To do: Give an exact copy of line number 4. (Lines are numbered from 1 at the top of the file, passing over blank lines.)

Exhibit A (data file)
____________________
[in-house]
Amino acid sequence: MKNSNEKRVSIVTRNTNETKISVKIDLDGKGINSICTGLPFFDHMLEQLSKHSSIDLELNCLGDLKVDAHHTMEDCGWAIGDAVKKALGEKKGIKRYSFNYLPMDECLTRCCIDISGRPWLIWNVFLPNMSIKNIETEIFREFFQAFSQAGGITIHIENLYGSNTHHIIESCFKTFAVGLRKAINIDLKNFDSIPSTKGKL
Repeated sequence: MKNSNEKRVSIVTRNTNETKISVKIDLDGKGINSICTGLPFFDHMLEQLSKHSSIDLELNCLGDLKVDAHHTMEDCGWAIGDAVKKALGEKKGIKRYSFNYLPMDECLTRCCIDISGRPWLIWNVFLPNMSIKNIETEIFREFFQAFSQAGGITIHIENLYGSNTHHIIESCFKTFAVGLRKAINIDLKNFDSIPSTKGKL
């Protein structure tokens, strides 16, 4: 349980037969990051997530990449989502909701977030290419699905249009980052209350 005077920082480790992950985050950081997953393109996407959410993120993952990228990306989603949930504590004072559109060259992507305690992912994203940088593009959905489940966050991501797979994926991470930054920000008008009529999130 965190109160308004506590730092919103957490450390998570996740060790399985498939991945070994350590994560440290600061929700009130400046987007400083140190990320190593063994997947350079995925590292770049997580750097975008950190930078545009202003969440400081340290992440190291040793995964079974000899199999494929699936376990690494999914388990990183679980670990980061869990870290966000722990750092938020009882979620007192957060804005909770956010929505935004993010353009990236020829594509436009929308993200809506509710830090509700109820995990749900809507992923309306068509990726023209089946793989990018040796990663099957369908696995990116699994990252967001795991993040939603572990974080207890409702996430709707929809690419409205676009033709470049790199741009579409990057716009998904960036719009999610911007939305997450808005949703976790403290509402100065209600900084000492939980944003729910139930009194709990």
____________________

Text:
């Protein structure tokens, strides 16, 4: 349980037969990051997530990449989502909701977030290419699905249009980052209350 005077920082480790992950985050950081997953393109996407959410993120993952990228990306989603949930504590004072559109060259992507305690992912994203940088593009959905489940966050991501797979994926991470930054920000008008009529999130 965190109160308004506590730092919103957490450390998570996740060790399985498939991945070994350590994560440290600061929700009130400046987007400083140190990320190593063994997947350079995925590292770049997580750097975008950190930078545009202003969440400081340290992440190291040793995964079974000899199999494929699936376990690494999914388990990183679980670990980061869990870290966000722990750092938020009882979620007192957060804005909770956010929505935004993010353009990236020829594509436009929308993200809506509710830090509700109820995990749900809507992923309306068509990726023209089946793989990018040796990663099957369908696995990116699994990252967001795991993040939603572990974080207890409702996430709707929809690419409205676009033709470049790199741009579409990057716009998904960036719009999610911007939305997450808005949703976790403290509402100065209600900084000492939980944003729910139930009194709990």